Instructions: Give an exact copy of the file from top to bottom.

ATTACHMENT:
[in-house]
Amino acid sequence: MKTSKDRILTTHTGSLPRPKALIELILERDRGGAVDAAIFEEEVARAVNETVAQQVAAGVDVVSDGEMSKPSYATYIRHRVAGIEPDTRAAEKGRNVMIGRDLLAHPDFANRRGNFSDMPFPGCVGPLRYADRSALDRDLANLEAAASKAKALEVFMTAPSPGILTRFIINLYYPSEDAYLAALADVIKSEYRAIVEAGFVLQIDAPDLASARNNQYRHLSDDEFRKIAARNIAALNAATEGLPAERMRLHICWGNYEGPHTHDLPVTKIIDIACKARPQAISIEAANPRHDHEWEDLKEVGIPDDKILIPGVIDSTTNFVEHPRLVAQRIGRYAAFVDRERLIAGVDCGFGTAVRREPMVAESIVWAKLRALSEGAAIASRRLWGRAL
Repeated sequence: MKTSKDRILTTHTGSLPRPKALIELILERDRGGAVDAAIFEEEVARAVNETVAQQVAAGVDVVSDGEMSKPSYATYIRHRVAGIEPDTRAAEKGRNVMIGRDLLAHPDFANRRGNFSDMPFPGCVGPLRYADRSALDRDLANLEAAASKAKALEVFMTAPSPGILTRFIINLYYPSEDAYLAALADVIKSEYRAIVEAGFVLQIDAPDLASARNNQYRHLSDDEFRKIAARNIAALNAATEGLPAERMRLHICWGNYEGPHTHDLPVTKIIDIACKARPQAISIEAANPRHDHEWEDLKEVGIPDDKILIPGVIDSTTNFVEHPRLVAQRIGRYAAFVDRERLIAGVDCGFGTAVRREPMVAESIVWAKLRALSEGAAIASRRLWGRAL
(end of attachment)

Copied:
[in-house]
Amino acid sequence: MKTSKDRILTTHTGSLPRPKALIELILERDRGGAVDAAIFEEEVARAVNETVAQQVAAGVDVVSDGEMSKPSYATYIRHRVAGIEPDTRAAEKGRNVMIGRDLLAHPDFANRRGNFSDMPFPGCVGPLRYADRSALDRDLANLEAAASKAKALEVFMTAPSPGILTRFIINLYYPSEDAYLAALADVIKSEYRAIVEAGFVLQIDAPDLASARNNQYRHLSDDEFRKIAARNIAALNAATEGLPAERMRLHICWGNYEGPHTHDLPVTKIIDIACKARPQAISIEAANPRHDHEWEDLKEVGIPDDKILIPGVIDSTTNFVEHPRLVAQRIGRYAAFVDRERLIAGVDCGFGTAVRREPMVAESIVWAKLRALSEGAAIASRRLWGRAL
Repeated sequence: MKTSKDRILTTHTGSLPRPKALIELILERDRGGAVDAAIFEEEVARAVNETVAQQVAAGVDVVSDGEMSKPSYATYIRHRVAGIEPDTRAAEKGRNVMIGRDLLAHPDFANRRGNFSDMPFPGCVGPLRYADRSALDRDLANLEAAASKAKALEVFMTAPSPGILTRFIINLYYPSEDAYLAALADVIKSEYRAIVEAGFVLQIDAPDLASARNNQYRHLSDDEFRKIAARNIAALNAATEGLPAERMRLHICWGNYEGPHTHDLPVTKIIDIACKARPQAISIEAANPRHDHEWEDLKEVGIPDDKILIPGVIDSTTNFVEHPRLVAQRIGRYAAFVDRERLIAGVDCGFGTAVRREPMVAESIVWAKLRALSEGAAIASRRLWGRAL